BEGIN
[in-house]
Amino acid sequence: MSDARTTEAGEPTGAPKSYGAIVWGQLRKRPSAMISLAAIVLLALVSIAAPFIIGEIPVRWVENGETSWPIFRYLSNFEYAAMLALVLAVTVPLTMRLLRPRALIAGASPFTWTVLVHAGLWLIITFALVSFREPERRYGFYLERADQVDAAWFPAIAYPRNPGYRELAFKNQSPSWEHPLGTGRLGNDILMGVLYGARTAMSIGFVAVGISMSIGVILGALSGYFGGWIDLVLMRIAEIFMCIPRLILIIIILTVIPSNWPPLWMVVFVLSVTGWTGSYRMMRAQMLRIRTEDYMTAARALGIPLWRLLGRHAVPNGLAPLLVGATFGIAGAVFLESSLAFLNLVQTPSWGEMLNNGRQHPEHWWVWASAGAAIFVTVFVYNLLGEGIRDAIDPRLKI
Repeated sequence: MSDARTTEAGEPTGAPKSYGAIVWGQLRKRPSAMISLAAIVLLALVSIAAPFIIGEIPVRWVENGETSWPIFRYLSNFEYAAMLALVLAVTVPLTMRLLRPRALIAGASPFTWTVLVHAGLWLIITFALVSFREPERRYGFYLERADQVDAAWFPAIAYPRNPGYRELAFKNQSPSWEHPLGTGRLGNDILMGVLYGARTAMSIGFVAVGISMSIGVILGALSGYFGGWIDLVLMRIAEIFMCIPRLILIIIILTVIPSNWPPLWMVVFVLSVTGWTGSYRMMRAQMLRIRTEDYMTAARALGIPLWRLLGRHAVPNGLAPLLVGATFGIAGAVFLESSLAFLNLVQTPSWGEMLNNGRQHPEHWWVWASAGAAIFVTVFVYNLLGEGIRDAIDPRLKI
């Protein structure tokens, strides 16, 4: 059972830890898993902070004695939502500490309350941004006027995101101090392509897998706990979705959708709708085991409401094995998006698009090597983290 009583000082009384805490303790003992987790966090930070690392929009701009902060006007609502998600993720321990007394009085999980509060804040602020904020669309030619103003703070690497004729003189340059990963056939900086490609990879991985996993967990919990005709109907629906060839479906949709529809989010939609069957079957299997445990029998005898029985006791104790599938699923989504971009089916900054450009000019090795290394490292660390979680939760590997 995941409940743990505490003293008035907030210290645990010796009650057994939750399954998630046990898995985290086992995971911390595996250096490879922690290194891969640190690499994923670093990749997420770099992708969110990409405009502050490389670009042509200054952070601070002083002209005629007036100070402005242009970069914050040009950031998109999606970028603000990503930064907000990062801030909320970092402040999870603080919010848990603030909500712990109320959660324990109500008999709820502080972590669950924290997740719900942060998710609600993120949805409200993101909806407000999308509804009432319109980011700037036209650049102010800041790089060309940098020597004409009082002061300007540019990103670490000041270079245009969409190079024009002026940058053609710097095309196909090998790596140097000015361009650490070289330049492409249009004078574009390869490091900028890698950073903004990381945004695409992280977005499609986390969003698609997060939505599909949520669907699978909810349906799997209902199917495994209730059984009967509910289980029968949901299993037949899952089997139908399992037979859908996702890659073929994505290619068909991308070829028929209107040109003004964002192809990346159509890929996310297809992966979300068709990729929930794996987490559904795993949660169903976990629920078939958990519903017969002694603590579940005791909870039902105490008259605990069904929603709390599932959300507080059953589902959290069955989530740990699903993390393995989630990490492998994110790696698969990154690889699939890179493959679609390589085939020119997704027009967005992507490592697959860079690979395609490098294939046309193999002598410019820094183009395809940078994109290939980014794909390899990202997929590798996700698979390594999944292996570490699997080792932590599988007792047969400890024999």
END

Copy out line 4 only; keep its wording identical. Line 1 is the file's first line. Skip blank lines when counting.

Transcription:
């Protein structure tokens, strides 16, 4: 059972830890898993902070004695939502500490309350941004006027995101101090392509897998706990979705959708709708085991409401094995998006698009090597983290 009583000082009384805490303790003992987790966090930070690392929009701009902060006007609502998600993720321990007394009085999980509060804040602020904020669309030619103003703070690497004729003189340059990963056939900086490609990879991985996993967990919990005709109907629906060839479906949709529809989010939609069957079957299997445990029998005898029985006791104790599938699923989504971009089916900054450009000019090795290394490292660390979680939760590997 995941409940743990505490003293008035907030210290645990010796009650057994939750399954998630046990898995985290086992995971911390595996250096490879922690290194891969640190690499994923670093990749997420770099992708969110990409405009502050490389670009042509200054952070601070002083002209005629007036100070402005242009970069914050040009950031998109999606970028603000990503930064907000990062801030909320970092402040999870603080919010848990603030909500712990109320959660324990109500008999709820502080972590669950924290997740719900942060998710609600993120949805409200993101909806407000999308509804009432319109980011700037036209650049102010800041790089060309940098020597004409009082002061300007540019990103670490000041270079245009969409190079024009002026940058053609710097095309196909090998790596140097000015361009650490070289330049492409249009004078574009390869490091900028890698950073903004990381945004695409992280977005499609986390969003698609997060939505599909949520669907699978909810349906799997209902199917495994209730059984009967509910289980029968949901299993037949899952089997139908399992037979859908996702890659073929994505290619068909991308070829028929209107040109003004964002192809990346159509890929996310297809992966979300068709990729929930794996987490559904795993949660169903976990629920078939958990519903017969002694603590579940005791909870039902105490008259605990069904929603709390599932959300507080059953589902959290069955989530740990699903993390393995989630990490492998994110790696698969990154690889699939890179493959679609390589085939020119997704027009967005992507490592697959860079690979395609490098294939046309193999002598410019820094183009395809940078994109290939980014794909390899990202997929590798996700698979390594999944292996570490699997080792932590599988007792047969400890024999």